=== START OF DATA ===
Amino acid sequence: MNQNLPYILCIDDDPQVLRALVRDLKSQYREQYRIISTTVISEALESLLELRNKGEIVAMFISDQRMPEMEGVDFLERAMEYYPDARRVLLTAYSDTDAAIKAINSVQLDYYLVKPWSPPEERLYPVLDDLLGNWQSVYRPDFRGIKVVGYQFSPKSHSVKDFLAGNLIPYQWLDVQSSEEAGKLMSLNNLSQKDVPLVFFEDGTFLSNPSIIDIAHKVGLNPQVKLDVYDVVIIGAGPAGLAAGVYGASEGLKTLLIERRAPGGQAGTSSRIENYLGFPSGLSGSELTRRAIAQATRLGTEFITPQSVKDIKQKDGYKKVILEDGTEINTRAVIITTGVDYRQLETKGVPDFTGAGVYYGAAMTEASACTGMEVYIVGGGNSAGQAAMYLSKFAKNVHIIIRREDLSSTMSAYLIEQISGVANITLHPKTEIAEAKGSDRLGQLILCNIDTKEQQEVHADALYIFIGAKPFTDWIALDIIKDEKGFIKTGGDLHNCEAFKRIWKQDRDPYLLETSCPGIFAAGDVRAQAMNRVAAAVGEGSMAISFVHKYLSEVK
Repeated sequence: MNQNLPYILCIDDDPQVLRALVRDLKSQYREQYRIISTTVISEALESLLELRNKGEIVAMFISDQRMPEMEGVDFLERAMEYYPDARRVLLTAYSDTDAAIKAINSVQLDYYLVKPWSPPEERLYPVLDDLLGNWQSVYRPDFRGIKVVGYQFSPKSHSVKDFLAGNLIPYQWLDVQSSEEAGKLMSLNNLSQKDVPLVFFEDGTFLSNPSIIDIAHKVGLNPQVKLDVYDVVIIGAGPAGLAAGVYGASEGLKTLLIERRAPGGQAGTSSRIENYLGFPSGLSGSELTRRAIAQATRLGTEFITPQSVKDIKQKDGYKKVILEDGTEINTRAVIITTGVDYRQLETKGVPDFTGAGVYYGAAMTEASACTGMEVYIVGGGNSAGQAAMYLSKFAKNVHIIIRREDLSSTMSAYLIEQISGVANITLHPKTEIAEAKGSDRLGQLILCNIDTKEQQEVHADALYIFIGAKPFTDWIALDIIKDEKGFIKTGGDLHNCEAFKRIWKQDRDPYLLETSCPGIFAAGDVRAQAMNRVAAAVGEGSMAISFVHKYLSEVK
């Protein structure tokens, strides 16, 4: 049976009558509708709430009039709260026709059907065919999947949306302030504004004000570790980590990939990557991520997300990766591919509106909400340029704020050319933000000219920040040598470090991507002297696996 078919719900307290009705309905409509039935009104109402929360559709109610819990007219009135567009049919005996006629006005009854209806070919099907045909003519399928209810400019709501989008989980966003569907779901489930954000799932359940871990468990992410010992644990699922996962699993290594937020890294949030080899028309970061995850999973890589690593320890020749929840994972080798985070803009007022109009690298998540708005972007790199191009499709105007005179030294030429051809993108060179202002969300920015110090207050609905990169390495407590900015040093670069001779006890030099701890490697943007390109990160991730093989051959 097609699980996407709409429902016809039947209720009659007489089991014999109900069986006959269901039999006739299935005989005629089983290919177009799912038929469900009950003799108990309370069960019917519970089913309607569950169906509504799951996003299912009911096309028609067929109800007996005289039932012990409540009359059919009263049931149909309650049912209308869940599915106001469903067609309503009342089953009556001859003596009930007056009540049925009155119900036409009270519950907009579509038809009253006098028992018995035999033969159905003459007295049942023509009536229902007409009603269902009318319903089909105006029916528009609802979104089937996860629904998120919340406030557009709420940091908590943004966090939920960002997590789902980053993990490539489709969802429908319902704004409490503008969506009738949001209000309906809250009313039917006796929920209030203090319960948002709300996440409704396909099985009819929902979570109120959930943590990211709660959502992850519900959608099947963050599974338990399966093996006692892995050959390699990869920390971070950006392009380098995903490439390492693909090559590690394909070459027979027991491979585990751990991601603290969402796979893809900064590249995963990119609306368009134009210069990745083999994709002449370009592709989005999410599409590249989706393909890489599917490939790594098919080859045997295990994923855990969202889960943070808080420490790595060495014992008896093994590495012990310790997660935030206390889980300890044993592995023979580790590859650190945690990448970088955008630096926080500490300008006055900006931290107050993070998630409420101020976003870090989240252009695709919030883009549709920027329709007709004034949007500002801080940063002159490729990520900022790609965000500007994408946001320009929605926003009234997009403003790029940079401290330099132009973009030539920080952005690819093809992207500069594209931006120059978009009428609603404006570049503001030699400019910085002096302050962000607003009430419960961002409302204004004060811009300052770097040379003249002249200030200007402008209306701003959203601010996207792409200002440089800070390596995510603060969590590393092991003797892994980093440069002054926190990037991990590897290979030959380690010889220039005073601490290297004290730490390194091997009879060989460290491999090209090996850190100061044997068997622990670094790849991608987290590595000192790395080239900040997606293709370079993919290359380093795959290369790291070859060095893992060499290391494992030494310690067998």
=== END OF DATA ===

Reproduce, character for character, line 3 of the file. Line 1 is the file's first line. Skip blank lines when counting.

């Protein structure tokens, strides 16, 4: 049976009558509708709430009039709260026709059907065919999947949306302030504004004000570790980590990939990557991520997300990766591919509106909400340029704020050319933000000219920040040598470090991507002297696996 078919719900307290009705309905409509039935009104109402929360559709109610819990007219009135567009049919005996006629006005009854209806070919099907045909003519399928209810400019709501989008989980966003569907779901489930954000799932359940871990468990992410010992644990699922996962699993290594937020890294949030080899028309970061995850999973890589690593320890020749929840994972080798985070803009007022109009690298998540708005972007790199191009499709105007005179030294030429051809993108060179202002969300920015110090207050609905990169390495407590900015040093670069001779006890030099701890490697943007390109990160991730093989051959 097609699980996407709409429902016809039947209720009659007489089991014999109900069986006959269901039999006739299935005989005629089983290919177009799912038929469900009950003799108990309370069960019917519970089913309607569950169906509504799951996003299912009911096309028609067929109800007996005289039932012990409540009359059919009263049931149909309650049912209308869940599915106001469903067609309503009342089953009556001859003596009930007056009540049925009155119900036409009270519950907009579509038809009253006098028992018995035999033969159905003459007295049942023509009536229902007409009603269902009318319903089909105006029916528009609802979104089937996860629904998120919340406030557009709420940091908590943004966090939920960002997590789902980053993990490539489709969802429908319902704004409490503008969506009738949001209000309906809250009313039917006796929920209030203090319960948002709300996440409704396909099985009819929902979570109120959930943590990211709660959502992850519900959608099947963050599974338990399966093996006692892995050959390699990869920390971070950006392009380098995903490439390492693909090559590690394909070459027979027991491979585990751990991601603290969402796979893809900064590249995963990119609306368009134009210069990745083999994709002449370009592709989005999410599409590249989706393909890489599917490939790594098919080859045997295990994923855990969202889960943070808080420490790595060495014992008896093994590495012990310790997660935030206390889980300890044993592995023979580790590859650190945690990448970088955008630096926080500490300008006055900006931290107050993070998630409420101020976003870090989240252009695709919030883009549709920027329709007709004034949007500002801080940063002159490729990520900022790609965000500007994408946001320009929605926003009234997009403003790029940079401290330099132009973009030539920080952005690819093809992207500069594209931006120059978009009428609603404006570049503001030699400019910085002096302050962000607003009430419960961002409302204004004060811009300052770097040379003249002249200030200007402008209306701003959203601010996207792409200002440089800070390596995510603060969590590393092991003797892994980093440069002054926190990037991990590897290979030959380690010889220039005073601490290297004290730490390194091997009879060989460290491999090209090996850190100061044997068997622990670094790849991608987290590595000192790395080239900040997606293709370079993919290359380093795959290369790291070859060095893992060499290391494992030494310690067998």